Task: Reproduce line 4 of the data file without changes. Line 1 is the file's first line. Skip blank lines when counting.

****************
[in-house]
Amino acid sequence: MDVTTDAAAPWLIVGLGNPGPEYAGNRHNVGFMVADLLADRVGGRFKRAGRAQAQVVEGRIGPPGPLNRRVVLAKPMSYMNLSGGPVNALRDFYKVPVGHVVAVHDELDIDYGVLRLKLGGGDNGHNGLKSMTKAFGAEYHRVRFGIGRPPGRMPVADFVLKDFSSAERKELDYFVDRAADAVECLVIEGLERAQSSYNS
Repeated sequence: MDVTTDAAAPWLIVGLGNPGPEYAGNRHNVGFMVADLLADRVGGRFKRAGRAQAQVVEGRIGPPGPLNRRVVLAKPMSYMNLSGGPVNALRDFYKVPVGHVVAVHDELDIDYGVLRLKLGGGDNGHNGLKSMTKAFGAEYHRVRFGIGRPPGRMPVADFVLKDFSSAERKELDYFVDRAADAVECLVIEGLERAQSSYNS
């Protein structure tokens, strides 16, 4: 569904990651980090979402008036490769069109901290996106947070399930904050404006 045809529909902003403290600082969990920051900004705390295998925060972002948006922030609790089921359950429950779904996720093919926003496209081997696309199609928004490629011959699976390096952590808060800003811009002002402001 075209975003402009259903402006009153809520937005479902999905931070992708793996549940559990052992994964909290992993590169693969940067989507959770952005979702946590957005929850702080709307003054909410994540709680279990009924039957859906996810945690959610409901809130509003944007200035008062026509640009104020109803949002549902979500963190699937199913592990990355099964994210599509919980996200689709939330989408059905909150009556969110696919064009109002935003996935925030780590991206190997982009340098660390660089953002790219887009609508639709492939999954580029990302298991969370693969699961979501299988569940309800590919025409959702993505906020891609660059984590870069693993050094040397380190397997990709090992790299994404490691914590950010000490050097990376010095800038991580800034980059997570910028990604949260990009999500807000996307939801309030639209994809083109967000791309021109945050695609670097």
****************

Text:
């Protein structure tokens, strides 16, 4: 569904990651980090979402008036490769069109901290996106947070399930904050404006 045809529909902003403290600082969990920051900004705390295998925060972002948006922030609790089921359950429950779904996720093919926003496209081997696309199609928004490629011959699976390096952590808060800003811009002002402001 075209975003402009259903402006009153809520937005479902999905931070992708793996549940559990052992994964909290992993590169693969940067989507959770952005979702946590957005929850702080709307003054909410994540709680279990009924039957859906996810945690959610409901809130509003944007200035008062026509640009104020109803949002549902979500963190699937199913592990990355099964994210599509919980996200689709939330989408059905909150009556969110696919064009109002935003996935925030780590991206190997982009340098660390660089953002790219887009609508639709492939999954580029990302298991969370693969699961979501299988569940309800590919025409959702993505906020891609660059984590870069693993050094040397380190397997990709090992790299994404490691914590950010000490050097990376010095800038991580800034980059997570910028990604949260990009999500807000996307939801309030639209994809083109967000791309021109945050695609670097």